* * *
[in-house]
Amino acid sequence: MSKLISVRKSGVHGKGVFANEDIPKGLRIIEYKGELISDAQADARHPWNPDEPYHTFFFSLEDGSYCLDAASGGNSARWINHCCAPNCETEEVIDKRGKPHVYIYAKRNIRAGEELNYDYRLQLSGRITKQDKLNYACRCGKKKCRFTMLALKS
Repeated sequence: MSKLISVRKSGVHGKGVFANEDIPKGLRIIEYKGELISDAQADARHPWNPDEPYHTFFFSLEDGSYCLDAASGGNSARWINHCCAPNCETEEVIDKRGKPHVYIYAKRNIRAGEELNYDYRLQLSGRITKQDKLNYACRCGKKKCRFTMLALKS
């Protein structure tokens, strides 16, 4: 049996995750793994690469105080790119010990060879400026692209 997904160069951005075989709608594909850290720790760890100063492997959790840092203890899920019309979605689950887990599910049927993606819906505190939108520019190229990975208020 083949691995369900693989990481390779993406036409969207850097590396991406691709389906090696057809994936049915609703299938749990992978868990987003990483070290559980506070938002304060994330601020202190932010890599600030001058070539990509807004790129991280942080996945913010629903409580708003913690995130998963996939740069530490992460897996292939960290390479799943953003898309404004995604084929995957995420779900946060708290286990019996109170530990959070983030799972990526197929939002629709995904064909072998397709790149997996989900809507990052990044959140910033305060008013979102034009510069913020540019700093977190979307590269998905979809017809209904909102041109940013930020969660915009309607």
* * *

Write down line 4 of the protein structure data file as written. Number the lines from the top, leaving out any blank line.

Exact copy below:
């Protein structure tokens, strides 16, 4: 049996995750793994690469105080790119010990060879400026692209 997904160069951005075989709608594909850290720790760890100063492997959790840092203890899920019309979605689950887990599910049927993606819906505190939108520019190229990975208020 083949691995369900693989990481390779993406036409969207850097590396991406691709389906090696057809994936049915609703299938749990992978868990987003990483070290559980506070938002304060994330601020202190932010890599600030001058070539990509807004790129991280942080996945913010629903409580708003913690995130998963996939740069530490992460897996292939960290390479799943953003898309404004995604084929995957995420779900946060708290286990019996109170530990959070983030799972990526197929939002629709995904064909072998397709790149997996989900809507990052990044959140910033305060008013979102034009510069913020540019700093977190979307590269998905979809017809209904909102041109940013930020969660915009309607």